The sunset far
More desolate
Than you once imagined
It to be years before
The grief in your throat
Rising simultaneously
As objects in the rearview
Shrink back behind and
Your eyes focus more
Than ever on
Jagged cracks
Pockmarks
And flaws in
The pavement below
Your head fighting
Gravity with vision
Transfixed not
On light reflecting off
The asphalt surface
But through to ghosts
That no one else can see
And the wake they left
When you turned
On your own heels
Setting out for
Your fair share
Which turned
Out to be laden
Indeed
With grace
A blessing
Certainly
For you still
Even to be
Here now
To behold
This revelation that
The promised land
Wasn’t grasped
Before forty years
In the desert
The life of Paul
Out of the
Killings of Saul
Resurrection only
After Christ
Staggered beneath
The weight of
The cross
Your salvation
Only once you have
Nothing else on
Which to hold
Leaving
Your hands empty
And free to
Seek first

Just In Time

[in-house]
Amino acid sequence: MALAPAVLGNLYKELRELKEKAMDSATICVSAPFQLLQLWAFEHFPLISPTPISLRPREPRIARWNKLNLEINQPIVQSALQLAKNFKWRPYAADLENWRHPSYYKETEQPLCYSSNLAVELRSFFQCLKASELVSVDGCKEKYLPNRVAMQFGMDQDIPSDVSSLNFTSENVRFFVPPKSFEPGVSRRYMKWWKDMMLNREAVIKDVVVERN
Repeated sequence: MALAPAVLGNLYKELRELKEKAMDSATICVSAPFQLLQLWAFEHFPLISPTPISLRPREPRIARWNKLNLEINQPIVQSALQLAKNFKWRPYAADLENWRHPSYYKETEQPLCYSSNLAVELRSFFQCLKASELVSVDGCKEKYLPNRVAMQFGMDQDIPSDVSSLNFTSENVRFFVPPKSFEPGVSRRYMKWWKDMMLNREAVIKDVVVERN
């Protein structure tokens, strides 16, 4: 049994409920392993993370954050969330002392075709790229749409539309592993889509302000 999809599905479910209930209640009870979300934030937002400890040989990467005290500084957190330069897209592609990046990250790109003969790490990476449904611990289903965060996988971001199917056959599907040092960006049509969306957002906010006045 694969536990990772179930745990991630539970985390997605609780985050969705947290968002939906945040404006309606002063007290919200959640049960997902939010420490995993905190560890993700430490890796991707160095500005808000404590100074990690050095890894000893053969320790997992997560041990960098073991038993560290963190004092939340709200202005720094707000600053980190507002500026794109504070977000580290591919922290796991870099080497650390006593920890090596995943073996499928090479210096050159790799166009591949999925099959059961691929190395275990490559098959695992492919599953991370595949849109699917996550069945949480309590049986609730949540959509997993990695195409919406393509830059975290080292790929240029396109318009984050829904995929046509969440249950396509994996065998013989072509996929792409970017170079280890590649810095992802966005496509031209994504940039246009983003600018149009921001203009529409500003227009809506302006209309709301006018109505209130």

The Glorious Unfolding is Steven Curtis Chapman’s newest album and, since the first day I pressed play, it has become a go-to album for me, in particular, because of the profoundly relevant and comforting message that is conveyed throughout many of the songs on the album. Without a doubt, despite the fact that I’ve had a number of notably difficult periods in my life, being my dad’s caretaker for the final sixteen months of his life, as his health and independence declined after diagnosis of a stage four glioblastoma brain tumor, was the darkest and most difficult experience of my life. I can definitely speak from experience when it comes to the notion of trying to maintain some thread of faith in God’s providence at a time when it was so dark that I couldn’t see my own hand if I waved it in front of my face. Surely, there were momentary flickers of light from caring and gracious people who knew about his situation that would briefly reflect off the golden thread that God had hanging for me where I was at every moment of that journey. But, it was all too easy to lose my focus and to not be able to find it again when I was at my weakest and in my greatest need. I was broken and empty and felt, surely, like I had nothing to hold onto. But, His thread of hope was still there whether I could see it in a given moment or not. He never left and, because I had nowhere else to turn, I never gave up seeking Him. While I often felt like I was lost in a free fall, he was holding me and carrying me through. Eventually, a new purpose and peace would be revealed (read about that part of my story here, if you’re not already familiar), but, it was only in His time, just in time, that I would learn just how powerful faith in His plan can be.